Natural Gas - Fracking
The Obama administration will reportedly restrict hydraulic fracturing, or fracking, through widespread legislation as early as Friday.

A campaign against fracking is being organised on Saturday, 17 March at Manchester.

The campaign against hydraulic fracturing or fracking is sponsored by Climate Change, REAF, The Vale Says No, Frack Off and No Fracking in Sussex.

Hydraulic fracturing is a process in which millions of gallons of water and sand are pumped at very high pressure into the ground to break the rock and release gas. The gas-mixed water comes back to the surface, where the water is collected and processed into natural gas.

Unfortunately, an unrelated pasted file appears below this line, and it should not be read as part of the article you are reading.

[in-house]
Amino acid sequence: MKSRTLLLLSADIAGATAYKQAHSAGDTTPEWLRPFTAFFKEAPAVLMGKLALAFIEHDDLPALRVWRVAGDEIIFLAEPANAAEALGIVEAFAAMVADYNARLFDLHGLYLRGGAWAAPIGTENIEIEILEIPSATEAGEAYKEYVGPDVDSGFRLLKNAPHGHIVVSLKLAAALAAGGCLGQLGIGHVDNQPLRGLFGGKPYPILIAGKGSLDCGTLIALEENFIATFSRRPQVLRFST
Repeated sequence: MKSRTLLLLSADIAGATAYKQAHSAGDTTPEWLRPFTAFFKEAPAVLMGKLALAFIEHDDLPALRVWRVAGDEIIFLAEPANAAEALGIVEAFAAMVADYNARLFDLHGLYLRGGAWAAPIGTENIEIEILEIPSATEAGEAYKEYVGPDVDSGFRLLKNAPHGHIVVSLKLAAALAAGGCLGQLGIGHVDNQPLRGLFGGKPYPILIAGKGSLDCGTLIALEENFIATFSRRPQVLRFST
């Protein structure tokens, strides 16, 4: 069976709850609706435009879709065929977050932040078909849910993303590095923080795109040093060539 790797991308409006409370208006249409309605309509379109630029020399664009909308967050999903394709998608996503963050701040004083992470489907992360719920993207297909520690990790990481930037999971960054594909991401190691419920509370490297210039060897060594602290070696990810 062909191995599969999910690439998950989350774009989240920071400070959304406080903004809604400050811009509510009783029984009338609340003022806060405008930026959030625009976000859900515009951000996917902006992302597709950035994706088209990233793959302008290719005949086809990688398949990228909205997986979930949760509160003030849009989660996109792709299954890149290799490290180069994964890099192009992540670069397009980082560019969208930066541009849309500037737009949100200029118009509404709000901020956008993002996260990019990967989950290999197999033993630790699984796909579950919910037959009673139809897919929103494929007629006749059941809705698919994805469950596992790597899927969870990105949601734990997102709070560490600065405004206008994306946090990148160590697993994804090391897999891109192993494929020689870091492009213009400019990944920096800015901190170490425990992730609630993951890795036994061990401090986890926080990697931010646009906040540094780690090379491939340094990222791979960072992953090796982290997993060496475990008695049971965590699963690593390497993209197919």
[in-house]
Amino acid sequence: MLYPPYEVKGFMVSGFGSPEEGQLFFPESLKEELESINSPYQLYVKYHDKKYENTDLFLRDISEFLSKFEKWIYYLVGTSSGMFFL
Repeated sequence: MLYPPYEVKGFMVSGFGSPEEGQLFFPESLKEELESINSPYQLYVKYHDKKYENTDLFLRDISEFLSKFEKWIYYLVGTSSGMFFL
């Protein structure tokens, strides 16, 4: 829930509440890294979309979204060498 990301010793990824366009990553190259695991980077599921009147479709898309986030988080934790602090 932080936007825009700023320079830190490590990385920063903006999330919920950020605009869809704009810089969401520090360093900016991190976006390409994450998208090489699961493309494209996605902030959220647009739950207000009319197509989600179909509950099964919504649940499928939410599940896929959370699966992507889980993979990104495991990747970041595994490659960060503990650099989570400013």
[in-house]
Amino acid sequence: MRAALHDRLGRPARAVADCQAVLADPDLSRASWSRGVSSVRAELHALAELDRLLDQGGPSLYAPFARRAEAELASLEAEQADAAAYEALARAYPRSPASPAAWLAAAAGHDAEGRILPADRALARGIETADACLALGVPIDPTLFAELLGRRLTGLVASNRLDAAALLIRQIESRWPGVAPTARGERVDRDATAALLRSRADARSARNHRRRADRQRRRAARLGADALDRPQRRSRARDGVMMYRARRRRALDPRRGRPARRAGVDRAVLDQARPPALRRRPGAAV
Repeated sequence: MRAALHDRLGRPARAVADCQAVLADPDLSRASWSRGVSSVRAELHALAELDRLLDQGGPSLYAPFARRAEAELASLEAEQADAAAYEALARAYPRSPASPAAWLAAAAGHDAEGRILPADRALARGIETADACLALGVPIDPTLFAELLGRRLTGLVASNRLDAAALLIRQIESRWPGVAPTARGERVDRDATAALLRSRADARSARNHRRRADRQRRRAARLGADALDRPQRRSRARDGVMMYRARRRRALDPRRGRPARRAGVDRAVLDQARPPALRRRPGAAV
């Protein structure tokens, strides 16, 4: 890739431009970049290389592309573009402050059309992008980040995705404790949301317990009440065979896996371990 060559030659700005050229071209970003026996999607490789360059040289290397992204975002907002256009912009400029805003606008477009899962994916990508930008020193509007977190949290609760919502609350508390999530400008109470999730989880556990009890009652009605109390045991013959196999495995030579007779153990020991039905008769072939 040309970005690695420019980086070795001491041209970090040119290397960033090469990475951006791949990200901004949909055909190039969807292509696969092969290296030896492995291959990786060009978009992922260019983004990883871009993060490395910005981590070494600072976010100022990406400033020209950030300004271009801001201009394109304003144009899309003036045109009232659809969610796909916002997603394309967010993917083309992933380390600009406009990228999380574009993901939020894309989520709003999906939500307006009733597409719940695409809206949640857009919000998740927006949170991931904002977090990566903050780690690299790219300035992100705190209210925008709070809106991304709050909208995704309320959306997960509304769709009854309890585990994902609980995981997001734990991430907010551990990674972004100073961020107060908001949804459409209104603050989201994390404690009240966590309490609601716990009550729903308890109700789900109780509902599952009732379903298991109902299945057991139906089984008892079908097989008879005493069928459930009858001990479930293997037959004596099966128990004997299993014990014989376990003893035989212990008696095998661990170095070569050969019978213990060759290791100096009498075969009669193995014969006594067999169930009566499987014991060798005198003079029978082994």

Hydraulic fracturing helps increase the amount of oil that can be extracted from an oil well. But the process is quite dangerous because the chemicals used in fracturing pose a threat to underground water and public health. It also causes earthquakes.

The first record of fracking natural gas was in 1947 in Texas. Since then fracking is used across the globe.

"Fracking has been shown to cause water contamination and earthquakes in the US, so it ought to be stopped here until we are certain it is safe. We also need to reduce our carbon emissions and fracking will cause a disastrous cut to investment in low-carbon power sources. The only sensible course is to say 'no thank you' to fracking," said Carl from Frack Off.